Because it was an act of ego. It was saying, “Give me money.” If I asked for people’s energy, time, money, I always put it in terms of the effort or the cause, because that’s the way I thought of what I was doing. I mean, I’m so different from Bill Clinton here. He likes to go in a room and say “Give me money, give me money!” He likes it! I can’t do that, I’d say “give my campaign money,” or “we need your help” or something. I thought the system was becoming corrupt. I said that, and I made it a campaign issue. It was like a premonition in a way. It was just the beginning. I had an administrative assistant my first term in the Senate, to illustrate the point. He said that by the time he left in 1980 it was routine in Washington that no interest group came to any member of Congress’ office without leaving a check, an envelope with the administrative assistant, which was legal under the rules. You couldn’t give it to anyone else but the A.A.. They’d just go in, make their case and on the way out toss this check: “Here’s to the Senator’s reelection.” I had no idea. And he said “You were the last guy in Washington not to do that.” He said I had guys, Tommy Boggs and others, who said “Of course, we want to contribute to the Senator’s reelection race.” And he said, no, no, no, he doesn’t do that. And it made them mad. It made them mad. So that was the beginning. And I think I was beginning to feel so teeth-grating about it, that I didn’t like it. I was not looking forward to the 1988 race in part because of that.

You always seemed uncomfortable in fundraising situations.

Oh, that was all right. I mean, I’d been through two Senate races. But the rap on me was “cool and aloof.” Well, I was shy, I wasn’t a back-slapping type of politician. And I used to go in a room, and put my back to the wall, and people would come around. And the press would say he’s never going to make it. Well, there was something about that that people liked, that I didn’t play the game.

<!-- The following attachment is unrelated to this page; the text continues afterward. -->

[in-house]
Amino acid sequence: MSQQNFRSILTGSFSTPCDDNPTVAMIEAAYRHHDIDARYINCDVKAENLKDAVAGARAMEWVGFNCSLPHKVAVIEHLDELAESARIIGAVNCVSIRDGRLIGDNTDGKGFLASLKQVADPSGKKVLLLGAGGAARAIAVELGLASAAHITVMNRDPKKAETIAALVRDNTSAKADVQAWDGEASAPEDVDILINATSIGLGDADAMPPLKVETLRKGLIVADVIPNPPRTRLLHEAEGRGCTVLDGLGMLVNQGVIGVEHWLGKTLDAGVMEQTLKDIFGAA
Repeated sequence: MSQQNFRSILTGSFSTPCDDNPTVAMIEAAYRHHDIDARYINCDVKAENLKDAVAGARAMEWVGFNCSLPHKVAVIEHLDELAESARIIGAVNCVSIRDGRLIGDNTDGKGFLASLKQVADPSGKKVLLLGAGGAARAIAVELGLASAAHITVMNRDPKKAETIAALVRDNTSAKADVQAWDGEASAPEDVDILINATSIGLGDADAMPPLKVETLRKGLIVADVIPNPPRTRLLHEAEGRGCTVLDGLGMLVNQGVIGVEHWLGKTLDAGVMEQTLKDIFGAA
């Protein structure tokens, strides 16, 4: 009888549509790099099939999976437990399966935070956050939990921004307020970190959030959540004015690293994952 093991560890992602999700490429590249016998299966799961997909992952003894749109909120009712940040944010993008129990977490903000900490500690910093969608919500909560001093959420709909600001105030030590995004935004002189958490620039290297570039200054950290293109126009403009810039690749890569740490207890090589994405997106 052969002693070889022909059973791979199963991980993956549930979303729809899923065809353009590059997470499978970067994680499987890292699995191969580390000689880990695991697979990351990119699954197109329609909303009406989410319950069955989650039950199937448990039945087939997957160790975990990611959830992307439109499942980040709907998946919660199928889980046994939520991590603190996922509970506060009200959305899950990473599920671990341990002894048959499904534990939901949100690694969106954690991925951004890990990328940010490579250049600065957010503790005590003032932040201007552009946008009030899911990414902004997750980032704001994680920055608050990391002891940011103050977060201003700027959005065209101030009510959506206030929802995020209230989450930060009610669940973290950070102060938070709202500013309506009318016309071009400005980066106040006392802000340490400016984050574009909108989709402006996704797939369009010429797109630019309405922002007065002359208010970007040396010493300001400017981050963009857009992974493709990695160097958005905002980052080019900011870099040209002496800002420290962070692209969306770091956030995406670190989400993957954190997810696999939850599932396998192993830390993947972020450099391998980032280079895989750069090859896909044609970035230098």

Do you think the public’s reaction to the impeachment scandal implies that the public has grown up on sexual matters?

I don’t think the public ever was not grown up. The public always separated the private from the public, always understood the difference between what’s interesting and what’s important. The press people will say, “Yeah, but look, they gobbled it up, they watched the programs, they read the newspapers.” Of course. It’s interesting. But do they think it’s important? No. They make that distinction. The press doesn’t make that distinction. If it’s interesting, it’s important, because they’re interested in selling; they’re selling stuff. I know there’s this theory that we’ve gone through an evolutionary cycle. I don’t think the people have changed, but the press probably has. I think the press learned from the Clinton incident that there’s a tolerable limit. They’re now beginning to figure out where they can go with that.